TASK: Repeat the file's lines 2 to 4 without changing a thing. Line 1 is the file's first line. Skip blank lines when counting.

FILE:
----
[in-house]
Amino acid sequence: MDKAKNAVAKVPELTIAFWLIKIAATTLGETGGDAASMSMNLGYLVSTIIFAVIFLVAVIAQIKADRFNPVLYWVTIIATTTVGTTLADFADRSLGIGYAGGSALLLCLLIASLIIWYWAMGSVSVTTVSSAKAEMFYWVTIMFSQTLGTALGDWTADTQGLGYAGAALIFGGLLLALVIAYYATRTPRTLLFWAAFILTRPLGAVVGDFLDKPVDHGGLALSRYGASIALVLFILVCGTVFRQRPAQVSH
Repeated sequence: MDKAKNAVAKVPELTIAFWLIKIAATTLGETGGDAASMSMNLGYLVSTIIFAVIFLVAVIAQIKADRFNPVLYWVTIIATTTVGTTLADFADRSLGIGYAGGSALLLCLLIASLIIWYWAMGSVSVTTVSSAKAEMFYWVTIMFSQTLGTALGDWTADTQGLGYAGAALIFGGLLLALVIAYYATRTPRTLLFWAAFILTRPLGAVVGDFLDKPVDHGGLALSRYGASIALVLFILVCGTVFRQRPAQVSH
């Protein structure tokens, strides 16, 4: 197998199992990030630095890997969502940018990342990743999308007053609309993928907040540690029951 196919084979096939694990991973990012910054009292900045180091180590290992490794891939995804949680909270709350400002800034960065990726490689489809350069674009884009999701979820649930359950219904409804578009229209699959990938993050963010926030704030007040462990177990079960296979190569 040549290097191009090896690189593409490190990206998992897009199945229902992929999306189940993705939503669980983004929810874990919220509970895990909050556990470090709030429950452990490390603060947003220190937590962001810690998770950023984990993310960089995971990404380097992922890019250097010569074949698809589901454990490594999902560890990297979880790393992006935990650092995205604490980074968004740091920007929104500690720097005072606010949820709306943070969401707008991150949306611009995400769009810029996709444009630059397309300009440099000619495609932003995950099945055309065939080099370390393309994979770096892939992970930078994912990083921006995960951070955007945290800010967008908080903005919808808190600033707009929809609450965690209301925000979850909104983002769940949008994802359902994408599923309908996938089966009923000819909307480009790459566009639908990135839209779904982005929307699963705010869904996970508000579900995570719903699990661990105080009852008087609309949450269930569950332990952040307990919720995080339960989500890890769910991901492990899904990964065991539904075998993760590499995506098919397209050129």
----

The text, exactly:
Amino acid sequence: MDKAKNAVAKVPELTIAFWLIKIAATTLGETGGDAASMSMNLGYLVSTIIFAVIFLVAVIAQIKADRFNPVLYWVTIIATTTVGTTLADFADRSLGIGYAGGSALLLCLLIASLIIWYWAMGSVSVTTVSSAKAEMFYWVTIMFSQTLGTALGDWTADTQGLGYAGAALIFGGLLLALVIAYYATRTPRTLLFWAAFILTRPLGAVVGDFLDKPVDHGGLALSRYGASIALVLFILVCGTVFRQRPAQVSH
Repeated sequence: MDKAKNAVAKVPELTIAFWLIKIAATTLGETGGDAASMSMNLGYLVSTIIFAVIFLVAVIAQIKADRFNPVLYWVTIIATTTVGTTLADFADRSLGIGYAGGSALLLCLLIASLIIWYWAMGSVSVTTVSSAKAEMFYWVTIMFSQTLGTALGDWTADTQGLGYAGAALIFGGLLLALVIAYYATRTPRTLLFWAAFILTRPLGAVVGDFLDKPVDHGGLALSRYGASIALVLFILVCGTVFRQRPAQVSH
């Protein structure tokens, strides 16, 4: 197998199992990030630095890997969502940018990342990743999308007053609309993928907040540690029951 196919084979096939694990991973990012910054009292900045180091180590290992490794891939995804949680909270709350400002800034960065990726490689489809350069674009884009999701979820649930359950219904409804578009229209699959990938993050963010926030704030007040462990177990079960296979190569 040549290097191009090896690189593409490190990206998992897009199945229902992929999306189940993705939503669980983004929810874990919220509970895990909050556990470090709030429950452990490390603060947003220190937590962001810690998770950023984990993310960089995971990404380097992922890019250097010569074949698809589901454990490594999902560890990297979880790393992006935990650092995205604490980074968004740091920007929104500690720097005072606010949820709306943070969401707008991150949306611009995400769009810029996709444009630059397309300009440099000619495609932003995950099945055309065939080099370390393309994979770096892939992970930078994912990083921006995960951070955007945290800010967008908080903005919808808190600033707009929809609450965690209301925000979850909104983002769940949008994802359902994408599923309908996938089966009923000819909307480009790459566009639908990135839209779904982005929307699963705010869904996970508000579900995570719903699990661990105080009852008087609309949450269930569950332990952040307990919720995080339960989500890890769910991901492990899904990964065991539904075998993760590499995506098919397209050129």